Paystub Requirements in California | Employee Rights Law Firm

Sep 8, 2019
       Employees who receive wages via a traditional paycheck should be receiving information on each pay stub that the California Labor Code has deemed important for an employer to provide to its employees. The purpose behind this is to make fraud, underpayment, late payment, and omission of overtime pay – just to name a few – more difficult and easier to track. Cal. Labor Code § 226 requires that each wage statement be itemized with the following:
1. Gross wages earned
2. Total hours worked by a non-exempt, hourly employee
3. Any and all deductions
4. Net wages earned
5. Dates for the pay period
6. Employee’s name
7. Last four digits of social security or an employee ID number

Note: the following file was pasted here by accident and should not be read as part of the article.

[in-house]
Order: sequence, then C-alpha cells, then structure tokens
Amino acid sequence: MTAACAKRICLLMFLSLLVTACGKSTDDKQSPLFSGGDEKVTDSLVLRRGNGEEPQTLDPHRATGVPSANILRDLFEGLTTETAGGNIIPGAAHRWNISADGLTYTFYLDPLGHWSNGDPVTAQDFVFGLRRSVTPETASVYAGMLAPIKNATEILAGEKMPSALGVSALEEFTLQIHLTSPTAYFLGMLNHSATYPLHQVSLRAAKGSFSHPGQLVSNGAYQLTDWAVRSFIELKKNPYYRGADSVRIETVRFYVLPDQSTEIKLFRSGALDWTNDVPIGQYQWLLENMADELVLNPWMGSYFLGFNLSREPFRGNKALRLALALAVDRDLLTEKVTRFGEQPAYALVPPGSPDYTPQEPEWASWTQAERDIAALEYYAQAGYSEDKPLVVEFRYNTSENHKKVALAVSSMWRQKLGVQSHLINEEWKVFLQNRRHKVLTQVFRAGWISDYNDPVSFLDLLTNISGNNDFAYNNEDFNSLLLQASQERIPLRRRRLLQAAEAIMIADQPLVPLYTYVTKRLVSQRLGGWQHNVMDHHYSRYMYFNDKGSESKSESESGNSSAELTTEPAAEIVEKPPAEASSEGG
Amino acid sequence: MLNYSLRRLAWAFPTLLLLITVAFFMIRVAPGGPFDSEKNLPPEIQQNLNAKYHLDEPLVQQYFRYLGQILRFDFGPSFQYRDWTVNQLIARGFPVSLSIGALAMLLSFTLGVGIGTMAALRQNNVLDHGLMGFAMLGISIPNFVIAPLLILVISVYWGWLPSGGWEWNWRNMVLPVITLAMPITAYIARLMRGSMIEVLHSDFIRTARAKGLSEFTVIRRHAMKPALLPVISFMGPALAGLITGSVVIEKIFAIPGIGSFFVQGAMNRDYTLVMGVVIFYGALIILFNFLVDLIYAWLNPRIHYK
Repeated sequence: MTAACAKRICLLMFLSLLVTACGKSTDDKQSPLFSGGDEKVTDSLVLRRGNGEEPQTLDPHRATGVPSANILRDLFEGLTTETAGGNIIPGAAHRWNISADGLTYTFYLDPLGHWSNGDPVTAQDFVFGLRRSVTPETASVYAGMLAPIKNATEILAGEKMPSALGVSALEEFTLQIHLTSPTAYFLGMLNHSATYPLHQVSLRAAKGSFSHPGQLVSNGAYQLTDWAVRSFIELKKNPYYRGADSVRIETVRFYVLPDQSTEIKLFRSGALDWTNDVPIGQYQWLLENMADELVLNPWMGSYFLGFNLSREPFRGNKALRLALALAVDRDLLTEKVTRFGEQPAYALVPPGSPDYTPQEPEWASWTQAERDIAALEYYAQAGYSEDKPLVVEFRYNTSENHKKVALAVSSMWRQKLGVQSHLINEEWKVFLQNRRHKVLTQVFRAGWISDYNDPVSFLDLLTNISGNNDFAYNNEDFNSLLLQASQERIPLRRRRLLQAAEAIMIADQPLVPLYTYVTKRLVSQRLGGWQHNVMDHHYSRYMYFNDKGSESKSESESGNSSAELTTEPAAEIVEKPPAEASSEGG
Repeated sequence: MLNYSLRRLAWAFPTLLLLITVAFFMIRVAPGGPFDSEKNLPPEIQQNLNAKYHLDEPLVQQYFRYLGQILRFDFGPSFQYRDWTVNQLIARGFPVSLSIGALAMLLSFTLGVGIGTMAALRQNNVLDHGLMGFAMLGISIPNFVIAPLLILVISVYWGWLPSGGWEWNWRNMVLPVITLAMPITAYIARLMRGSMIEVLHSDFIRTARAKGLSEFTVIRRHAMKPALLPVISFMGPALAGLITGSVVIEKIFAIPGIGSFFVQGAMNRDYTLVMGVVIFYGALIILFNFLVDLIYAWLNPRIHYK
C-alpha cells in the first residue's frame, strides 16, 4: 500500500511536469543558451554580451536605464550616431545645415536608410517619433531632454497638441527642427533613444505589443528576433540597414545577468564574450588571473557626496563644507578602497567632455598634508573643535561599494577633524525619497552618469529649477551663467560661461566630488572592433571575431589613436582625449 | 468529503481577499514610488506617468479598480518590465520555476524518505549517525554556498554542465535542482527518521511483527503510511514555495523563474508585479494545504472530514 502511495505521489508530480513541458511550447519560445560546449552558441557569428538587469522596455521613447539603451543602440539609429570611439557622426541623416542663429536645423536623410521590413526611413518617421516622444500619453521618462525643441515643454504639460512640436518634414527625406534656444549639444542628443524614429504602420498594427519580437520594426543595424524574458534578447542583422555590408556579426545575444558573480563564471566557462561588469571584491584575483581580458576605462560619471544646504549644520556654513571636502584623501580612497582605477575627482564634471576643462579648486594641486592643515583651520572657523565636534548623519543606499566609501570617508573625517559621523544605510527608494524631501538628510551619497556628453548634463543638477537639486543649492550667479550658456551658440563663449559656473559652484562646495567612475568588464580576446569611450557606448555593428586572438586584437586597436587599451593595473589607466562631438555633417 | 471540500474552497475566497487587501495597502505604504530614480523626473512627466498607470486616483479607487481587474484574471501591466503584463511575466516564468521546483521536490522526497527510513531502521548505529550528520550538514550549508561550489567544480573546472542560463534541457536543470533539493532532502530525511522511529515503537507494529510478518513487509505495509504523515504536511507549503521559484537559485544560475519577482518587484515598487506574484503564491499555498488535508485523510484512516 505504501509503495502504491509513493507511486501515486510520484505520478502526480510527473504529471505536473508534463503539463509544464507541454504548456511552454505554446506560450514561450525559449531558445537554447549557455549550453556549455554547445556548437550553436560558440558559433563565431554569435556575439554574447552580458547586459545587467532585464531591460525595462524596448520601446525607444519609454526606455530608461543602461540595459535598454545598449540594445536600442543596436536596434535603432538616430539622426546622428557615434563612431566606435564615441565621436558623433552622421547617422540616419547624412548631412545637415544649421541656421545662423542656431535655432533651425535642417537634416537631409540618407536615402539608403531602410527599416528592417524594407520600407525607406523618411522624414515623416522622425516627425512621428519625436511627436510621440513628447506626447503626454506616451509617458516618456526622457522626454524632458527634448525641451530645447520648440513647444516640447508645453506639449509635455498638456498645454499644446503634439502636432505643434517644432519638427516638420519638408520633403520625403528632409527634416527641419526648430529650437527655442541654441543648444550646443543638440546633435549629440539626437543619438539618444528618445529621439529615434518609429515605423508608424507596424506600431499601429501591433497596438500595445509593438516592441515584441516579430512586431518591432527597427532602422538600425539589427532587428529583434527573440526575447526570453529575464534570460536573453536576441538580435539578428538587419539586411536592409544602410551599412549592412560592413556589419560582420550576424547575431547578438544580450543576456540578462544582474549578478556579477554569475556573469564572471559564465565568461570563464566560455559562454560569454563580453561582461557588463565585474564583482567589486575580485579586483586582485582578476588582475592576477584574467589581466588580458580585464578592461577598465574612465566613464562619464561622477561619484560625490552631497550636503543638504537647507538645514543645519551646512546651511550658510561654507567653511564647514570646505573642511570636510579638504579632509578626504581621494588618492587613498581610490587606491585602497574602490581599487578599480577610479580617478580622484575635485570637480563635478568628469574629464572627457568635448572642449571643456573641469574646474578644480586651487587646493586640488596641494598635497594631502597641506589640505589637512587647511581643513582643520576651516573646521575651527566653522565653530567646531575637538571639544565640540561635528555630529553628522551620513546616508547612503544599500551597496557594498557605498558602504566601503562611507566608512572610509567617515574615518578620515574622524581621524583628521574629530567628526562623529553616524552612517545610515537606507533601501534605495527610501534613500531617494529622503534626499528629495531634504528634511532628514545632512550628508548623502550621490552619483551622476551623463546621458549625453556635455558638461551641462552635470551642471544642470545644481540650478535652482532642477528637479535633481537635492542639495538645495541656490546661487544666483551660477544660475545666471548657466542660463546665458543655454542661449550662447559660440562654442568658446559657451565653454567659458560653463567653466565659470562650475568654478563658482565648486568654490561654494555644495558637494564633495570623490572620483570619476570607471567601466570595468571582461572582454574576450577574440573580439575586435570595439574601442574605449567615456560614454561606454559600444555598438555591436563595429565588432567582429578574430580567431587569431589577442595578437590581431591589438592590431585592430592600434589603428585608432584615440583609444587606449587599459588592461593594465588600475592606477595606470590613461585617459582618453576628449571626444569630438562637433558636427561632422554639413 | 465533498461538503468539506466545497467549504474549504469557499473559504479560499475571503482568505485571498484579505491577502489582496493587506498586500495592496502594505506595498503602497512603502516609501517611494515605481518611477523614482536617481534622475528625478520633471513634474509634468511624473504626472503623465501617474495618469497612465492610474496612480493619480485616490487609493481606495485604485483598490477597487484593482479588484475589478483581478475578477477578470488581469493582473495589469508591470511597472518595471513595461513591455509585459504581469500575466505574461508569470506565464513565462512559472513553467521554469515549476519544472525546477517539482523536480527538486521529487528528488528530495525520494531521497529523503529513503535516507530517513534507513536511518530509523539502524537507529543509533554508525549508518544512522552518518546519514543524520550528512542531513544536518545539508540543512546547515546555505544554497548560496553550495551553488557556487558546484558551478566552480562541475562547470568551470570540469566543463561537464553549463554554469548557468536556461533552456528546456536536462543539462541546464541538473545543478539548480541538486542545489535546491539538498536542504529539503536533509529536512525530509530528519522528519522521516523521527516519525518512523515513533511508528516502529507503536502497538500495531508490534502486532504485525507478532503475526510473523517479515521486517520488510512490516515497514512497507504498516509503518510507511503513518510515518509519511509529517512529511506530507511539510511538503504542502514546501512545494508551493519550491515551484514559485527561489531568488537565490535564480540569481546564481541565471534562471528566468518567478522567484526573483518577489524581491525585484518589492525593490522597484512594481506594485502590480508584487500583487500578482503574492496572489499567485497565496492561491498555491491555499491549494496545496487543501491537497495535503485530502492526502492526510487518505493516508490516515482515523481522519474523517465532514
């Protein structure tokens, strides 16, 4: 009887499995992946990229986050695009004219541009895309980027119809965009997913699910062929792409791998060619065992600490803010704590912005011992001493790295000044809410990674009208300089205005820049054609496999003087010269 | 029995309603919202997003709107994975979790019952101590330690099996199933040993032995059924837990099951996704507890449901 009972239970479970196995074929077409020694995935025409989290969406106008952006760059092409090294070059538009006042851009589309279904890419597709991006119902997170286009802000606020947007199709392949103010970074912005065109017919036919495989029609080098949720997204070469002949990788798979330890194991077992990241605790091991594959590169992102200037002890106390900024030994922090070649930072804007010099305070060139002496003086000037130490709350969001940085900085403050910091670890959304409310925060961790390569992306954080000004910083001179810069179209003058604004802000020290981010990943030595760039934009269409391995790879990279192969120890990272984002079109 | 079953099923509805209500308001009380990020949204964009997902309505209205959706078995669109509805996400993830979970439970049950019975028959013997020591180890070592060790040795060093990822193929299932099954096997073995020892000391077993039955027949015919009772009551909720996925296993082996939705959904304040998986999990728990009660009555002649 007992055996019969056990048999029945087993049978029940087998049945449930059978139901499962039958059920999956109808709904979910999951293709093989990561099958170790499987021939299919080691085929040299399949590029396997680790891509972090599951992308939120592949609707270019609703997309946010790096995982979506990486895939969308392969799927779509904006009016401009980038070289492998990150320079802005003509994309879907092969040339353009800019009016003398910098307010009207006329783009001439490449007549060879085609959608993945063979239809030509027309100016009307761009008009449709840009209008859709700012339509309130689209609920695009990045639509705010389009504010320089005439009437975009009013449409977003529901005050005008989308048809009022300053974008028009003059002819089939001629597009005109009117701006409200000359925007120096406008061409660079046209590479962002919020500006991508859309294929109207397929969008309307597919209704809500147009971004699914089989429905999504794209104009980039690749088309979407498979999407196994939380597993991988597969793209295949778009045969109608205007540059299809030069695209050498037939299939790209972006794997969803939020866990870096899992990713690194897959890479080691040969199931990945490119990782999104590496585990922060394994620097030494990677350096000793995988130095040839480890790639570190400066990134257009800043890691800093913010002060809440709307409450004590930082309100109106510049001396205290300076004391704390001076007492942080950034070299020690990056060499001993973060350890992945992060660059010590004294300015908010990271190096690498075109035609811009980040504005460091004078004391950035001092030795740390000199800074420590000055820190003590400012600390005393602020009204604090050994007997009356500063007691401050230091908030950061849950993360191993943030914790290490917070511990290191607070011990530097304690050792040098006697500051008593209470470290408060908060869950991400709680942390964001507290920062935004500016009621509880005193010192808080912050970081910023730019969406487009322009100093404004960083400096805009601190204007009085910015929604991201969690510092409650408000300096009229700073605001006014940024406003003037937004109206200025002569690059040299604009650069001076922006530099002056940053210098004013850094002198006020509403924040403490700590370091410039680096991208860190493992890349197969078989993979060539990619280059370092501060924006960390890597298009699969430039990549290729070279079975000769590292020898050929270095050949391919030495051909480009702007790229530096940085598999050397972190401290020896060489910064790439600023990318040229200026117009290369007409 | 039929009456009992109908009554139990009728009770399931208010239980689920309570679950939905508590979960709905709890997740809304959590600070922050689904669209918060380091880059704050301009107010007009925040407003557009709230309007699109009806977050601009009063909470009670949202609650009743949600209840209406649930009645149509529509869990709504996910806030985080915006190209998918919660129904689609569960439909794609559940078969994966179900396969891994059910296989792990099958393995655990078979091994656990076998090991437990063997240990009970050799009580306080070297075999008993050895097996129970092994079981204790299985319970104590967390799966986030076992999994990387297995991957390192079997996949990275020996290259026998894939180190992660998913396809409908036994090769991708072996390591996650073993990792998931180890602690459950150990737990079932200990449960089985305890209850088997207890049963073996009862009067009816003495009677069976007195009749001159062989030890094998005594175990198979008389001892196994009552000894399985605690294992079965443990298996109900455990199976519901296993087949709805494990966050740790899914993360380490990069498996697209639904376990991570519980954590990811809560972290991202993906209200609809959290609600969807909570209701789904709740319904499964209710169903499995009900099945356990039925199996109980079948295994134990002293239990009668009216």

8. Employer’s legal name and address
9. The hourly rate during the pay period
10. Number of hours worked at each hourly rate – including overtime hours and rate of overtime paid
11. If paid by piece rate, the number of piece-rate units earned
       If you are bringing a claim against your employer or previous employer for harassment, discrimination, or wrongful termination, your attorney will often ask to see a pay stub to assess whether your employer was violating wage and hour laws at the same time as other laws. If your employer has omitted any of the items listed above, it may be a simple mistake, or, it could be indicative of more general wrongdoing. Take a look at your paystubs, and if any of the information is missing, contact Potter Handy, Employment Rights Law Firm to discuss the implications.

Written by : SONIA HAYES

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